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New Keynesian Economics Definition
New Keynesian Economics was developed from the classical Keynesian economics, it is a contemporary macroeconomics school of thought that studies the rate at which prices and wages change. New Keynesian Economics as a modern version of the classical theory seeks to provide a response to how fast wages and prices adjust.
There are two key assumptions central to the New Keynesian Economics, these are the stickiness of wages and stickiness of prices. With wages and prices being sticky, they tend to adjust quickly to fluctuations in an economy but might adjust slowly when the fluctuation is short-termed.
A Little More on What is New Keynesian Economics
The several criticisms leveled against the classical Keynesian approach to macroeconomics gave rise to the emergence of the new Keynesian macroeconomics. The new Keynesian economics, however, became prominent in the 1980s giving explanations to diverse economic issues including how market inadequacies are caused by federal monetary policy, among other factors.
As a contemporary school of thought, this theory provides response to the sticky nature of wages and prices which explain their tendencies to adjust fast amidst economic fluctuations. The likely sluggish behavior of prices in an economy and the causes are also provided answers to by this theory. This modern school of thought also gives an explanation to economic factors such as involuntary unemployment and the effect of federal monetary policies on the economy.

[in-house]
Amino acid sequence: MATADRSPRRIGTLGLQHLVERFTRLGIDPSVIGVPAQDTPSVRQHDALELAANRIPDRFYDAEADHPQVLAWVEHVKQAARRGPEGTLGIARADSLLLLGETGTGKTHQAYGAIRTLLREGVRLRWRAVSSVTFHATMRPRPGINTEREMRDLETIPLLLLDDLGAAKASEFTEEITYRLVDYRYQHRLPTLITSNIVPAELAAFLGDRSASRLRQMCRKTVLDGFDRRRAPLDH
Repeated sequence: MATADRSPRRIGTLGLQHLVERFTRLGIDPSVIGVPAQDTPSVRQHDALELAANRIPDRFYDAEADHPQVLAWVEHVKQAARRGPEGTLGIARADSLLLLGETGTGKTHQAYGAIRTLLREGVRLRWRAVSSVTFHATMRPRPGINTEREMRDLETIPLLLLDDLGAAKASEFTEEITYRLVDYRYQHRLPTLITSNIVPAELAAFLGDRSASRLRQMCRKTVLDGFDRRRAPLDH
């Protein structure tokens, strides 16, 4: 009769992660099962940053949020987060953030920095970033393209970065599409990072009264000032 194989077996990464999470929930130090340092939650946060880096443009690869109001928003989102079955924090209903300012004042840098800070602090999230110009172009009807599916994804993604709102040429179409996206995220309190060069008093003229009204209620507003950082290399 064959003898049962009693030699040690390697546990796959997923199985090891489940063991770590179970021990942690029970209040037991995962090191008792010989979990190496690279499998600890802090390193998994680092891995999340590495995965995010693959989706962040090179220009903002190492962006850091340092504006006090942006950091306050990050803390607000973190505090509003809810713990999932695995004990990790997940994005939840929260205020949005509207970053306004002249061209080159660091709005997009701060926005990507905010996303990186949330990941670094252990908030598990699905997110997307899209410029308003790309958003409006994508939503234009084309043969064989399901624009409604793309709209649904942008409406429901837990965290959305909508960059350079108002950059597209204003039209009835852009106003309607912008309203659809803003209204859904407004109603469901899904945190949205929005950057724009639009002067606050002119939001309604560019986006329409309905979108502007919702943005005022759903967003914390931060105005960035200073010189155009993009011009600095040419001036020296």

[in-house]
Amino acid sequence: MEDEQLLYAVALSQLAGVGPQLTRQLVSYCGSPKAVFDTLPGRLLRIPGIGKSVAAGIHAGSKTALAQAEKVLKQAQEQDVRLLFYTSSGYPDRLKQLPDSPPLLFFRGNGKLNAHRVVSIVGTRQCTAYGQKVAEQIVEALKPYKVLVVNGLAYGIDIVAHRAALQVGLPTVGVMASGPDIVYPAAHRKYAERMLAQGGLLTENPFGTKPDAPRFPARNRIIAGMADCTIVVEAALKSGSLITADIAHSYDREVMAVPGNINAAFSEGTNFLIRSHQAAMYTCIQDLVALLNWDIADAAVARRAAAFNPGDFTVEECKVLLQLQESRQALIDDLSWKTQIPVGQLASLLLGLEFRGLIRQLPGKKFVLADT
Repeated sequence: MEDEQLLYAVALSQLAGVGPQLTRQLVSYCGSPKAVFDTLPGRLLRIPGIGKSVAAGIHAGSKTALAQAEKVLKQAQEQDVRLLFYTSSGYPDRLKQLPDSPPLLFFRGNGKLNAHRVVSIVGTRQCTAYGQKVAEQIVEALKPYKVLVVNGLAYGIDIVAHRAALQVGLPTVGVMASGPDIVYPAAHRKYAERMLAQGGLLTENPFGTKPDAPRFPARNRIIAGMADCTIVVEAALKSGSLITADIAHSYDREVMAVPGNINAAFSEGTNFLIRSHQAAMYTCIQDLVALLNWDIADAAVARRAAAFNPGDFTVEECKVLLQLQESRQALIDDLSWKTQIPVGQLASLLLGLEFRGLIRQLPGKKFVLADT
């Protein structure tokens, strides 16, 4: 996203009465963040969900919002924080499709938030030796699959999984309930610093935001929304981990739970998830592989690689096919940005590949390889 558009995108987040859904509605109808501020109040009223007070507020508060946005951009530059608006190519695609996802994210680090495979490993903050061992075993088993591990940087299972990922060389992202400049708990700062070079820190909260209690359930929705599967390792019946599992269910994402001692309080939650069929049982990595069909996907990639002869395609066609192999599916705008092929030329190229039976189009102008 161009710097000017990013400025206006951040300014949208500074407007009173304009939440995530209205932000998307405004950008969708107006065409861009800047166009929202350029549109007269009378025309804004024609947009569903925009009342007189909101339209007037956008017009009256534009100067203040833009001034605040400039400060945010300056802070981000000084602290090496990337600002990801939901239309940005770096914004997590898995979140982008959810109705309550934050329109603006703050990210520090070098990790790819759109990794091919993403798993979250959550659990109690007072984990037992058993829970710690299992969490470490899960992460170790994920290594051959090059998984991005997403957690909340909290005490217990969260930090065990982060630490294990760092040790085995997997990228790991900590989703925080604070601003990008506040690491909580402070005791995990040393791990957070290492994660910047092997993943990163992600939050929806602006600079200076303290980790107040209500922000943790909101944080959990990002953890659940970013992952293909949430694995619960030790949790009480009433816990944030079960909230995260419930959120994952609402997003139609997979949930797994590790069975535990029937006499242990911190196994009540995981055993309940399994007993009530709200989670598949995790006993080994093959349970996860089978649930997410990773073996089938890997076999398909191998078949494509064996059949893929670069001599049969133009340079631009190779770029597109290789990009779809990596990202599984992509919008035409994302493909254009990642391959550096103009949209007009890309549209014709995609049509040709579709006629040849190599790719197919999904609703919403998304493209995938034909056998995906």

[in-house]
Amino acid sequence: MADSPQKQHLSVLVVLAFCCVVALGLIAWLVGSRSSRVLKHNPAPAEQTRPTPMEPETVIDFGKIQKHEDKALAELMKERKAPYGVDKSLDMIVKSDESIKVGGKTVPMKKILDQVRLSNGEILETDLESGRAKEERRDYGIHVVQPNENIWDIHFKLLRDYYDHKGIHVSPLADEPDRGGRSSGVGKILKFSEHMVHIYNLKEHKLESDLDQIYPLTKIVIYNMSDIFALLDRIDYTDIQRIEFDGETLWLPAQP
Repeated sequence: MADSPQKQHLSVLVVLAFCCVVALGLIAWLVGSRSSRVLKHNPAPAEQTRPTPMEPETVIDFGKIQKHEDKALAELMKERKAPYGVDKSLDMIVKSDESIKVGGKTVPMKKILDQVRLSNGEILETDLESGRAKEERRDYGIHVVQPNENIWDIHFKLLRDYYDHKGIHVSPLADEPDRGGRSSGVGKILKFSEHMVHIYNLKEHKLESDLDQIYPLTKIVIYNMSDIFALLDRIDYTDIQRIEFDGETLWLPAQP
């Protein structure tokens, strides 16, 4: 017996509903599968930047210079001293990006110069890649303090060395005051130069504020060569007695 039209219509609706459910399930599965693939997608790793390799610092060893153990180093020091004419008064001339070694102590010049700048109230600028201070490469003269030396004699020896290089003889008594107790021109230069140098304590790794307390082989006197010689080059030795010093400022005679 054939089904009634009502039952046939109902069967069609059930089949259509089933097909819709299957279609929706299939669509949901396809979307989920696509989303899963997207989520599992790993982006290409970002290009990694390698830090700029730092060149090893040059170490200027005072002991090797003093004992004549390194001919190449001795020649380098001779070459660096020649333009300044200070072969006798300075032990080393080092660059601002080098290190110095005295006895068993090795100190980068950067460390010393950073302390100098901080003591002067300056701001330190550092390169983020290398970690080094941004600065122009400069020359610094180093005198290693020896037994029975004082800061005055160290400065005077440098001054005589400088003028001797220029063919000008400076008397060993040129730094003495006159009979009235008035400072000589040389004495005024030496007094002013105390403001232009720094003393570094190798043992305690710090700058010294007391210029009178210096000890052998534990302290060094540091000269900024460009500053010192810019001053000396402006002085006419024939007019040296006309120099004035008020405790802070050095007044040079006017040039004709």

Issues with New Keynesian Economics
Despite that new Keynesian economics is a contemporary approach to macroeconomics, there are certain issues that critics and opponents have identified. One major issue with the new Keynesian economics as argued by economists is that as a modern theory, it posits that firms that are run as a monopoly or are very competitive in nature set their prices and determine their sales level which creates a constraint. When prices are set by monopoly firms and competitive firms they have specific expectations that might not be achieved given that imperfect competition and asymmetric information create failures in the market, thereby affecting their expectations.